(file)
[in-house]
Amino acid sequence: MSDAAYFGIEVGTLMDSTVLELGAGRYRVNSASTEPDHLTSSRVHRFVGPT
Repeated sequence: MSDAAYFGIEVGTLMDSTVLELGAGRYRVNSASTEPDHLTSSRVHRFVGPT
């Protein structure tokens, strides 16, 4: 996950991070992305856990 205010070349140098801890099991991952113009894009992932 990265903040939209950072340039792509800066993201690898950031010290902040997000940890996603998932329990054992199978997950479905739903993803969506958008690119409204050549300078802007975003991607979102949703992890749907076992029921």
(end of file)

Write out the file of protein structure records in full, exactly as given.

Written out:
[in-house]
Amino acid sequence: MSDAAYFGIEVGTLMDSTVLELGAGRYRVNSASTEPDHLTSSRVHRFVGPT
Repeated sequence: MSDAAYFGIEVGTLMDSTVLELGAGRYRVNSASTEPDHLTSSRVHRFVGPT
């Protein structure tokens, strides 16, 4: 996950991070992305856990 205010070349140098801890099991991952113009894009992932 990265903040939209950072340039792509800066993201690898950031010290902040997000940890996603998932329990054992199978997950479905739903993803969506958008690119409204050549300078802007975003991607979102949703992890749907076992029921």